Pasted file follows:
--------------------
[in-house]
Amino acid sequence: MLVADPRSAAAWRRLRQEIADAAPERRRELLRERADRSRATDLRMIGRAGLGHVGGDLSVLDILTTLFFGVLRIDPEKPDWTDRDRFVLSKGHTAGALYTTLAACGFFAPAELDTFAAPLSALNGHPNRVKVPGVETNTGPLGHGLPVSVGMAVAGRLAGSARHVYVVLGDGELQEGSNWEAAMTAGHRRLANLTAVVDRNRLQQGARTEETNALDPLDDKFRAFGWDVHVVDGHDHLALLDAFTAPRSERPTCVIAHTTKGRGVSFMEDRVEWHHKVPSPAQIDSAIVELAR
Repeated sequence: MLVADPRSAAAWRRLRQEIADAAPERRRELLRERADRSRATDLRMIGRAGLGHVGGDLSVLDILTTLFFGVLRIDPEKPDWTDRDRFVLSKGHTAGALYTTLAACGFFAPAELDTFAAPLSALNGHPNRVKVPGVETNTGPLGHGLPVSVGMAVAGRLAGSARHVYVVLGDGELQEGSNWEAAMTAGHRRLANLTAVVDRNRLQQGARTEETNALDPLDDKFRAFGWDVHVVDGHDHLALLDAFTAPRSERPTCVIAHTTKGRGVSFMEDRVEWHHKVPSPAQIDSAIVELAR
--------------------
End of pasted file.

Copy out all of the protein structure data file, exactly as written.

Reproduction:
[in-house]
Amino acid sequence: MLVADPRSAAAWRRLRQEIADAAPERRRELLRERADRSRATDLRMIGRAGLGHVGGDLSVLDILTTLFFGVLRIDPEKPDWTDRDRFVLSKGHTAGALYTTLAACGFFAPAELDTFAAPLSALNGHPNRVKVPGVETNTGPLGHGLPVSVGMAVAGRLAGSARHVYVVLGDGELQEGSNWEAAMTAGHRRLANLTAVVDRNRLQQGARTEETNALDPLDDKFRAFGWDVHVVDGHDHLALLDAFTAPRSERPTCVIAHTTKGRGVSFMEDRVEWHHKVPSPAQIDSAIVELAR
Repeated sequence: MLVADPRSAAAWRRLRQEIADAAPERRRELLRERADRSRATDLRMIGRAGLGHVGGDLSVLDILTTLFFGVLRIDPEKPDWTDRDRFVLSKGHTAGALYTTLAACGFFAPAELDTFAAPLSALNGHPNRVKVPGVETNTGPLGHGLPVSVGMAVAGRLAGSARHVYVVLGDGELQEGSNWEAAMTAGHRRLANLTAVVDRNRLQQGARTEETNALDPLDDKFRAFGWDVHVVDGHDHLALLDAFTAPRSERPTCVIAHTTKGRGVSFMEDRVEWHHKVPSPAQIDSAIVELAR